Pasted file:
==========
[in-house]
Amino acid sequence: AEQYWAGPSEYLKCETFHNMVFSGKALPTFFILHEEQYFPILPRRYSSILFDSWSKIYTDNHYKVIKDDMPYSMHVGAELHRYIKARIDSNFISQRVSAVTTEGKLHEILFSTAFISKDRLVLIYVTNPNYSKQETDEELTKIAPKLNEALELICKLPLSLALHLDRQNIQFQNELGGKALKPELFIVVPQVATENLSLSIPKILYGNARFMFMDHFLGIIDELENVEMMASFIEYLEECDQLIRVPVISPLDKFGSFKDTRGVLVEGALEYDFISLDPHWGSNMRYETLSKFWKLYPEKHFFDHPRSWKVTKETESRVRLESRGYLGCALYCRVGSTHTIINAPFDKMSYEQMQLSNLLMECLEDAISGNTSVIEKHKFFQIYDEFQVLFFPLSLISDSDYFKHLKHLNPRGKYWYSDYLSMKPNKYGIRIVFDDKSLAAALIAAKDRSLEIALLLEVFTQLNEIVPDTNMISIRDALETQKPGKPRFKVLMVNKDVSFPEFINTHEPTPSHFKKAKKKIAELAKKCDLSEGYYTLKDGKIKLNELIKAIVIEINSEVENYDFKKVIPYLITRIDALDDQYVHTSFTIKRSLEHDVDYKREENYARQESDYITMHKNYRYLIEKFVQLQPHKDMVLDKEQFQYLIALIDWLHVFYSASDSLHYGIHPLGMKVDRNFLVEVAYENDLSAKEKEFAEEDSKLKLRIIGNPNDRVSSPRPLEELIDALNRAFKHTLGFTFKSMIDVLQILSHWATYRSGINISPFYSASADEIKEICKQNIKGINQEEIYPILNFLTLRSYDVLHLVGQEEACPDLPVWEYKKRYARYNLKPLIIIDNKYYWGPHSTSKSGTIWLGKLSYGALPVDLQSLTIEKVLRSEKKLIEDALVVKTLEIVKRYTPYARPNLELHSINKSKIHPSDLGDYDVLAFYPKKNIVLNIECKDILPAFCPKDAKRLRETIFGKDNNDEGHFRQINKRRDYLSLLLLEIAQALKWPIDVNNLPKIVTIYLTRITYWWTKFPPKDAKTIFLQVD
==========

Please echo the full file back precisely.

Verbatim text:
[in-house]
Amino acid sequence: AEQYWAGPSEYLKCETFHNMVFSGKALPTFFILHEEQYFPILPRRYSSILFDSWSKIYTDNHYKVIKDDMPYSMHVGAELHRYIKARIDSNFISQRVSAVTTEGKLHEILFSTAFISKDRLVLIYVTNPNYSKQETDEELTKIAPKLNEALELICKLPLSLALHLDRQNIQFQNELGGKALKPELFIVVPQVATENLSLSIPKILYGNARFMFMDHFLGIIDELENVEMMASFIEYLEECDQLIRVPVISPLDKFGSFKDTRGVLVEGALEYDFISLDPHWGSNMRYETLSKFWKLYPEKHFFDHPRSWKVTKETESRVRLESRGYLGCALYCRVGSTHTIINAPFDKMSYEQMQLSNLLMECLEDAISGNTSVIEKHKFFQIYDEFQVLFFPLSLISDSDYFKHLKHLNPRGKYWYSDYLSMKPNKYGIRIVFDDKSLAAALIAAKDRSLEIALLLEVFTQLNEIVPDTNMISIRDALETQKPGKPRFKVLMVNKDVSFPEFINTHEPTPSHFKKAKKKIAELAKKCDLSEGYYTLKDGKIKLNELIKAIVIEINSEVENYDFKKVIPYLITRIDALDDQYVHTSFTIKRSLEHDVDYKREENYARQESDYITMHKNYRYLIEKFVQLQPHKDMVLDKEQFQYLIALIDWLHVFYSASDSLHYGIHPLGMKVDRNFLVEVAYENDLSAKEKEFAEEDSKLKLRIIGNPNDRVSSPRPLEELIDALNRAFKHTLGFTFKSMIDVLQILSHWATYRSGINISPFYSASADEIKEICKQNIKGINQEEIYPILNFLTLRSYDVLHLVGQEEACPDLPVWEYKKRYARYNLKPLIIIDNKYYWGPHSTSKSGTIWLGKLSYGALPVDLQSLTIEKVLRSEKKLIEDALVVKTLEIVKRYTPYARPNLELHSINKSKIHPSDLGDYDVLAFYPKKNIVLNIECKDILPAFCPKDAKRLRETIFGKDNNDEGHFRQINKRRDYLSLLLLEIAQALKWPIDVNNLPKIVTIYLTRITYWWTKFPPKDAKTIFLQVD